Anyway, during the lock-down they took our padlocks away and they found quite a few weapons in other pods.  Our pod was the last one they searched, so everybody got ample time to get rid of their weapons,.  Lots of flushing was going on during the lock-down.

Been looking at the town populations somebody sent me.  It’s hard to believe that “Hardshell” only has a population of twelve people.  Must be located in a remote place (really remote.)  Now you got me curious about the history of Hardshell.  I might end up changing the name to “Hardsell,” as in it’s a hard-sell to get people to live there and put it on the farthest frontier island, probably just make it an old hideout for certain people or a place of exile.  Plus “Nooseneck: and “Pelican Point” would be it’s nearest neighbors (30 miles away.)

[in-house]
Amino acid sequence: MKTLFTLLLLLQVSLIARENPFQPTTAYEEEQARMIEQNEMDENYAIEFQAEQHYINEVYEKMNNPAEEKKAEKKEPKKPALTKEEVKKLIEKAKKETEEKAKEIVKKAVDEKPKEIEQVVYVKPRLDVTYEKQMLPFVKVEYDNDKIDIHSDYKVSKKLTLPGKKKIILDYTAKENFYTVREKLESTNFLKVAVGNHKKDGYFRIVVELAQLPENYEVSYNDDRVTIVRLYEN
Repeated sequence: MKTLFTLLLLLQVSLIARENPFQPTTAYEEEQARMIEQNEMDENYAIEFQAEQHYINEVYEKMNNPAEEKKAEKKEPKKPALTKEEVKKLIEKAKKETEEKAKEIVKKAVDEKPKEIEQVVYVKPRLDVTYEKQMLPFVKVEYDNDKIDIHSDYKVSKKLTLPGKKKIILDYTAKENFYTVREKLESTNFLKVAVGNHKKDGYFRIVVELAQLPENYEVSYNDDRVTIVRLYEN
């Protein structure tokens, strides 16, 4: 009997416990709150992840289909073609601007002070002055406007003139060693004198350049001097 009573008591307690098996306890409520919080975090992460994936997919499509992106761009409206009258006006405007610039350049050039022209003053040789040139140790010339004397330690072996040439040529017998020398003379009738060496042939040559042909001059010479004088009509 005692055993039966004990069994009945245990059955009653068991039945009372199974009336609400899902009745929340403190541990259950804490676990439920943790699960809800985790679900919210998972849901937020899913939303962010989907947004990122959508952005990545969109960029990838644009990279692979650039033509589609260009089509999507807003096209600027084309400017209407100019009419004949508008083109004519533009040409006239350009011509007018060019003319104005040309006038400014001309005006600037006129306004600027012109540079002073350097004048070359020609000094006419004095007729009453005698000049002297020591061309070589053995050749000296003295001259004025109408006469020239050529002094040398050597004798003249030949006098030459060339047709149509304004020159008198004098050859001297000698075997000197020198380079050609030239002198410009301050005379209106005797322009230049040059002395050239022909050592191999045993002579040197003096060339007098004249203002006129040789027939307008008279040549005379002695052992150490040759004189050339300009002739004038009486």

So Monhegan Island has seventy -five people on it?  Thought it had more.  Guess they don’t get many tourists in the summer.  Sounds like a great place to get away from it all, being so far away from the mainland..

Well, goodnight, everyone.   Can’t believe it’s almost August.

Kenneth McDonald

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Hey, Circle,

Today would have been my Bampi’s birthday.  But, since he has passed on, I guess he won’t be getting older, huh?  I called you guys around 7:30 pm earlier, but no answer.  Don’t know if there is a specific time I should call or what, but I tried and I will again in a day or so.

When I didn’t hear from anyone for a few days I was worried that I had did something to piss you guys off.  But, thank God, just a big worry wart, I guess.